Finance employee pays $25 million after video call with fake ‘CFO’

(CNN) — A finance employee at a multinational company was tricked into paying US$25 million to technology fraudsters com. deepfake to impersonate the company’s chief financial officer in a video conference, according to Hong Kong police.

In the An elaborate scamThe worker was tricked into attending a video call with who he thought were other employees, but it was all actually a fake re-enactment, Hong Kong police said in a press conference on Friday.

“(In) the video conference in which several people participated, it turned out that everyone who saw it was fake,” Chief Superintendent Baron Chan Shun Cheng told the city’s public broadcaster and broadcaster.

Chan said the worker became suspicious after receiving a message purportedly from the UK-based company’s CFO. At first, the worker suspected it was a phishing email, as it talked about the need for a confidential transaction.

However, Chan said the worker put his initial doubts aside after the video call because the other people present looked and talked just like the colleagues he recognized.

The famous Hong Kong skyline. Del de la Rey/AFP

Believing all the other people on the call were real, the worker agreed to transfer a total of HK$200 million, or about US$25.6 million, the police officer added.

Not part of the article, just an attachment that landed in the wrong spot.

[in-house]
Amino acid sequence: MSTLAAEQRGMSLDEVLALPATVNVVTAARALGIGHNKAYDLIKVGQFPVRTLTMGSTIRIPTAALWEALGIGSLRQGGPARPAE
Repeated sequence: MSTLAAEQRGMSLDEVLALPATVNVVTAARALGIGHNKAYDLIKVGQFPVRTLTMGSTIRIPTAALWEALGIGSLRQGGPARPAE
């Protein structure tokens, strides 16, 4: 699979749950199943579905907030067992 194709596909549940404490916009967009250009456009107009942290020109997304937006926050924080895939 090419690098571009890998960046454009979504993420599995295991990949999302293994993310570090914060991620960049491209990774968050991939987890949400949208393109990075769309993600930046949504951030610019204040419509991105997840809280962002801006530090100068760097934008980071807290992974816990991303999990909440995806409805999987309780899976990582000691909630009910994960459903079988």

The case is one of several recent episodes in which scammers are believed to have used deepfake technology to alter publicly available videos and other images to trick people out of their money.

At a press conference on Friday, Hong Kong police said they had arrested six people in connection with such scams.

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Eight stolen Hong Kong ID cards, all of which were reported missing, were used to make 90 loan applications and 54 bank account registrations between July and September last year, Chan said.

According to police, deepfakes using artificial intelligence have been used on at least 20 occasions to fool facial recognition software by imitating people who appear on ID cards.

The fraud involving the fake CFO was discovered only after the employee later consulted with the company’s headquarters.

Hong Kong Police did not reveal the name or details of the company or worker.

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